Second movie: Rich guy goes from capitalist to conservationist as his nephew takes over the company and tries to move the theme park/zoo for dinosaurs stateside. We see more dinosaurs outside cages, as if we’re on a safari in Africa, but as the movie goes on, there’s a much stronger (and important) message about the ethical treatment of animals (even when those animals are extinct) as debate rises between the two groups on the island. Eventually, the “capitalist” group manages to get two dinosaurs stateside, but one gets loose, and guess what? It becomes more a movie about an evil Godzilla-monster wreaking havoc than about these awesome creatures that were once extinct and are now alive.
Third movie: Boy gets stranded on island. Divorced parents are forced to come together to rescue boy from island. Some new dinosaurs, but even so, it’s no longer the “these creatures are fascinating” vibe from the first movie. Instead, again, you get a very strong “this evil monster is going to eat me” vibe. I mean, I get that these movies are supposed to be thrilling, but I love the first movie because it awakens that kid in me that used to be so intrigued by dinosaurs. The kid that memorized the names of every type of dinosaur and eons they lived in (which I don’t remember now). The kid that would have given anything to go to the Jurassic Park that was portrayed in the first movie, but not the other two.
The big difference between the first movie and the second two is that the first movie was set on Isla Nublar and the next two were set on Isla Sorna—Site B. Site A is set up as the theme park/zoo (complete with fences and cages) that awakens the fascination for these awesome animals, whereas Site B is a mere “testing facility”. Not nearly as exciting. Thrilling, perhaps, because there are fewer fences and cages to separate the people from the dinosaurs, but still.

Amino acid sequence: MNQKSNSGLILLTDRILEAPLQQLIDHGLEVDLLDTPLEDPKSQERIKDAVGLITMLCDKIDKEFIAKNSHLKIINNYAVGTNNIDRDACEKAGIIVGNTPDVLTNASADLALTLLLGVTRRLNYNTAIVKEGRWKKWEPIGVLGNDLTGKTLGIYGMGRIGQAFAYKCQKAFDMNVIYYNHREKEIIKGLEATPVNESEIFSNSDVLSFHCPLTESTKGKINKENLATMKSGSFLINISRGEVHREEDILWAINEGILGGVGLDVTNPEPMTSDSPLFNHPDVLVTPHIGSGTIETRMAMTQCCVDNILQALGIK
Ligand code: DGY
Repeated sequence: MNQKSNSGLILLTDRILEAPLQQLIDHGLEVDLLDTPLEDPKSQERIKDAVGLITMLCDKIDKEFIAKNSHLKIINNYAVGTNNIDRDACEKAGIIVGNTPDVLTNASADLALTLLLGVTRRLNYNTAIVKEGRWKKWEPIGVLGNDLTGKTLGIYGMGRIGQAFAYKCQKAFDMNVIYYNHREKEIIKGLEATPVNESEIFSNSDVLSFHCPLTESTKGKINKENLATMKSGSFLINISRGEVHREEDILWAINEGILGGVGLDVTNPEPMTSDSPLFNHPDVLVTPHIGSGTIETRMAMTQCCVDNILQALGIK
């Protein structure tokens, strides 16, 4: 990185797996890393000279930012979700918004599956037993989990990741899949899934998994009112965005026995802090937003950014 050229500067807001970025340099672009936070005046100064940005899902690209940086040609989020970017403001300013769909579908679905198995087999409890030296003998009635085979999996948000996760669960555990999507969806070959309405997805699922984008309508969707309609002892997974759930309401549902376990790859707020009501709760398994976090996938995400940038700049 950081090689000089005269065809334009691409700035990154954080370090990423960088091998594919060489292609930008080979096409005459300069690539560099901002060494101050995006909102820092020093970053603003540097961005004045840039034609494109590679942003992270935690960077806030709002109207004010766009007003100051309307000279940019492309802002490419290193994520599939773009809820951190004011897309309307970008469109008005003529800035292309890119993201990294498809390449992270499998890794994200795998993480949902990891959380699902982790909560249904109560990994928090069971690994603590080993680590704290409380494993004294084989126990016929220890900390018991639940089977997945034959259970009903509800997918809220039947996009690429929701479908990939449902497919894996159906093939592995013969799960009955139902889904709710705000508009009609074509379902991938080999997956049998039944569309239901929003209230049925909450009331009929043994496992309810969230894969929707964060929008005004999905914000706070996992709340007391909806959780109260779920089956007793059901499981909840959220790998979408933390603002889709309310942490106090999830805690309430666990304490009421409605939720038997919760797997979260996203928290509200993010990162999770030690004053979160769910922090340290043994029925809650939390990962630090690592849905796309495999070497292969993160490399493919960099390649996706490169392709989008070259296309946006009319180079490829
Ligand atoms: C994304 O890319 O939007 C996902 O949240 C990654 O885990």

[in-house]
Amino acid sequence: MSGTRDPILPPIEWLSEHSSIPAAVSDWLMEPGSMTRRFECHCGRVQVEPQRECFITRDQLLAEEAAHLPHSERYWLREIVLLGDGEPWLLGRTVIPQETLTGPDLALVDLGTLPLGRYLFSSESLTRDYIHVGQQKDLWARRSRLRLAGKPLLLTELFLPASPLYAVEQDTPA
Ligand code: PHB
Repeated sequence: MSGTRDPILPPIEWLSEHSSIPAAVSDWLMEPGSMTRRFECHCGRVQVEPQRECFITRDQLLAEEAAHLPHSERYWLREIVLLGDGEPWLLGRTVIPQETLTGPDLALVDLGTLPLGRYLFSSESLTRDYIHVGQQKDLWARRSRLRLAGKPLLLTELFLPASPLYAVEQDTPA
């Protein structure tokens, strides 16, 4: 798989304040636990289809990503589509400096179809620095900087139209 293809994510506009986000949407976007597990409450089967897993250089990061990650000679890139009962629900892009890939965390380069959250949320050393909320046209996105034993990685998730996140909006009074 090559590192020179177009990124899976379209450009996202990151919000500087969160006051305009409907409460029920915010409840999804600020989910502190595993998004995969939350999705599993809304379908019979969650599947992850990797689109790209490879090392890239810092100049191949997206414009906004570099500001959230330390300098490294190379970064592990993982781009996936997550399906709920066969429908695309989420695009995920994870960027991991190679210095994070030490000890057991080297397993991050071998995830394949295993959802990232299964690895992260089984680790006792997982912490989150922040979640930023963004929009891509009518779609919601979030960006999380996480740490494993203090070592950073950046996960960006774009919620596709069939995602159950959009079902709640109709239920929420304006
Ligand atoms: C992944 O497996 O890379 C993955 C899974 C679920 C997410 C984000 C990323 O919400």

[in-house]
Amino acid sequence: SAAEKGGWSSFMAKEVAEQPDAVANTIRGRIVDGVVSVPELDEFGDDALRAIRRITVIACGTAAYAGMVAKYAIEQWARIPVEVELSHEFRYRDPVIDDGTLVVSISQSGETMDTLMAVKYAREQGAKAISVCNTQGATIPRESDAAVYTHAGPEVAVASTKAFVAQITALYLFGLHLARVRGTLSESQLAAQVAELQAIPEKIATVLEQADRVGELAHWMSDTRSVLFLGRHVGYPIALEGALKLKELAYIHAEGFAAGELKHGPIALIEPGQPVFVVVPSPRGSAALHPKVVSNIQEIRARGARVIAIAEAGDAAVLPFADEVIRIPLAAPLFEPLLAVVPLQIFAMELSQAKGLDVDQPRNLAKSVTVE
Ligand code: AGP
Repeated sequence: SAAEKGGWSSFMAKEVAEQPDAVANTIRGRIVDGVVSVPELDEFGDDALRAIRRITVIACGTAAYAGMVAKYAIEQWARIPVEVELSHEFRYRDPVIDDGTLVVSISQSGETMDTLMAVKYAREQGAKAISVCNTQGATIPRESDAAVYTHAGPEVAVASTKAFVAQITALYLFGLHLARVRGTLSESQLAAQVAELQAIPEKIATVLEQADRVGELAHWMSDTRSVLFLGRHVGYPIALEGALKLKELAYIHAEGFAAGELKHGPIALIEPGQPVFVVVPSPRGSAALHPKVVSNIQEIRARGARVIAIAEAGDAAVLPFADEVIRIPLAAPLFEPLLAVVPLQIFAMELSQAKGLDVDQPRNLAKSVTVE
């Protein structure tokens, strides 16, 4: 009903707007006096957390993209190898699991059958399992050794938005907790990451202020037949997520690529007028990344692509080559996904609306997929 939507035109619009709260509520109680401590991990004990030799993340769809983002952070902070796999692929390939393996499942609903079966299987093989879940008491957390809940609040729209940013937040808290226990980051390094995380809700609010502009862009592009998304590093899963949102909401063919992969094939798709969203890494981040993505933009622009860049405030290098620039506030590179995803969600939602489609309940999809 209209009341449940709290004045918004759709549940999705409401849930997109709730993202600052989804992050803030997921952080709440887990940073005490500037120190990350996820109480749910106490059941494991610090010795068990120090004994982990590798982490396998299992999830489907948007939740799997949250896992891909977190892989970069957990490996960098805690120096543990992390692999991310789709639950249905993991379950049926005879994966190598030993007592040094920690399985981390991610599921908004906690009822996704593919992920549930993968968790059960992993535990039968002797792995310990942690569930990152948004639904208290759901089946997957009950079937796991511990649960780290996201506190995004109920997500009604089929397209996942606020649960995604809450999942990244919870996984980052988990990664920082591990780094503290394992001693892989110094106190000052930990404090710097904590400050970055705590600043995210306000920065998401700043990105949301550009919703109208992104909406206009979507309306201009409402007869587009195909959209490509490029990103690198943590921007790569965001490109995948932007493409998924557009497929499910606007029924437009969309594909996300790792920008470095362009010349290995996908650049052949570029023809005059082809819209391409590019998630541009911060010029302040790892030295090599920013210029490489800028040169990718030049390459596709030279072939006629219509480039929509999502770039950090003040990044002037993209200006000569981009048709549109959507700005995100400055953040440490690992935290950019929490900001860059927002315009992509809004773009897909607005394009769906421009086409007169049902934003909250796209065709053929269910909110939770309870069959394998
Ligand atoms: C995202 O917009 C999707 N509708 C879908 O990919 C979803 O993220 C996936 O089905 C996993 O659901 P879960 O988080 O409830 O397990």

The first movie featured a perfect storm of people: Steven Spielberg as director, John Williams as the uncomparable composer, Laura Dern (one of my favorite actresses), Sam Neill, Jeff Goldblum, Richard Attenborough, Samuel L. Jackson, and so many others. The second movie, you see Attenborough for a scene or two, but for the remainder of the movie, Goldblum is the only carryover from the first movie, so people are left to familiarize themselves with new characters/actors, who are awesome, don’t get me wrong. We have Vince Vaughn and Julianne Moore, as well as my favorite from seeing every episode of The West Wing, Richard Schiff. For the third movie, Sam Neill is the only carryover from the first movie, though we do see Laura Dern for one or two scenes again.
My point is this: it’s far easier for an audience to go back to a story that they love when there’s some semblance to the original story, without being the same story. With so many new actors and new stories, it can get distracting.
One of my favorite things about each movie, though, is this: You may not have noticed this, but in each movie, there’s a scene where a group of characters is all talking at once. In the first movie, it’s during their first visit to the Velociraptor Paddock. In the second movie, it’s after Kelly has started a fire. I love these scenes, because they imitate real life. You don’t get to hear every word from every conversation, just like when everyone is talking at once in our daily lives. At least, these scenes feel real until you scrutinize and examine them for what they are and what they’re trying to do, and then, of course, they feel less real than the rest of the scenes, if that even makes sense.
Which movie is your favorite and why? Share in the comments below!